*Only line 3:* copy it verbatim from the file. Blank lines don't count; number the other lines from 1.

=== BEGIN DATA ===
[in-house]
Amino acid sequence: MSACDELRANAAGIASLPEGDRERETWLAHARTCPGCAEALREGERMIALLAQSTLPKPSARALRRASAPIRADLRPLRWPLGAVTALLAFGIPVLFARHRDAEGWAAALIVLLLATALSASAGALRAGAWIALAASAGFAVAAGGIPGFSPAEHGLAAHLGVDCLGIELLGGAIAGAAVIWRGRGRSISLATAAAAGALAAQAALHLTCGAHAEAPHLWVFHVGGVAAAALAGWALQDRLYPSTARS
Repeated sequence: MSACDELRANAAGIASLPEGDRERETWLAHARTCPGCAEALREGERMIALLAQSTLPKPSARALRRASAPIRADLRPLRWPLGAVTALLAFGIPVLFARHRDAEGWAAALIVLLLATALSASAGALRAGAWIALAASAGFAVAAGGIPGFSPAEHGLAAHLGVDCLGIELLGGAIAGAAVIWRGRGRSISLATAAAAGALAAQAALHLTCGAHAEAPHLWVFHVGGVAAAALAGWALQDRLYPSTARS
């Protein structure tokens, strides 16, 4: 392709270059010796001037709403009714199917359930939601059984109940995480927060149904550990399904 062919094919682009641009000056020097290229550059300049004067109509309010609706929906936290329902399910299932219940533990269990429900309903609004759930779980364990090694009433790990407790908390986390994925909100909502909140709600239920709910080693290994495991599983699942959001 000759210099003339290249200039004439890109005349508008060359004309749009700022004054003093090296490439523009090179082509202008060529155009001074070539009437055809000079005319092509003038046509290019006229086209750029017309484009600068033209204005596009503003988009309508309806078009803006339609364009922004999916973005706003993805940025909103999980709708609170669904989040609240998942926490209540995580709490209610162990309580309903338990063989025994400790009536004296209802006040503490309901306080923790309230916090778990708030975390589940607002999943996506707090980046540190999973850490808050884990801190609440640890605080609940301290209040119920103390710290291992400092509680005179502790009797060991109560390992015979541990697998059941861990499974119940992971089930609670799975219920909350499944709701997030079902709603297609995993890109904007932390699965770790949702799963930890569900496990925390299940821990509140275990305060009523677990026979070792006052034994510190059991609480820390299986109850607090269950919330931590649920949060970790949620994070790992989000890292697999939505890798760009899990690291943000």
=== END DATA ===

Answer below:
Repeated sequence: MSACDELRANAAGIASLPEGDRERETWLAHARTCPGCAEALREGERMIALLAQSTLPKPSARALRRASAPIRADLRPLRWPLGAVTALLAFGIPVLFARHRDAEGWAAALIVLLLATALSASAGALRAGAWIALAASAGFAVAAGGIPGFSPAEHGLAAHLGVDCLGIELLGGAIAGAAVIWRGRGRSISLATAAAAGALAAQAALHLTCGAHAEAPHLWVFHVGGVAAAALAGWALQDRLYPSTARS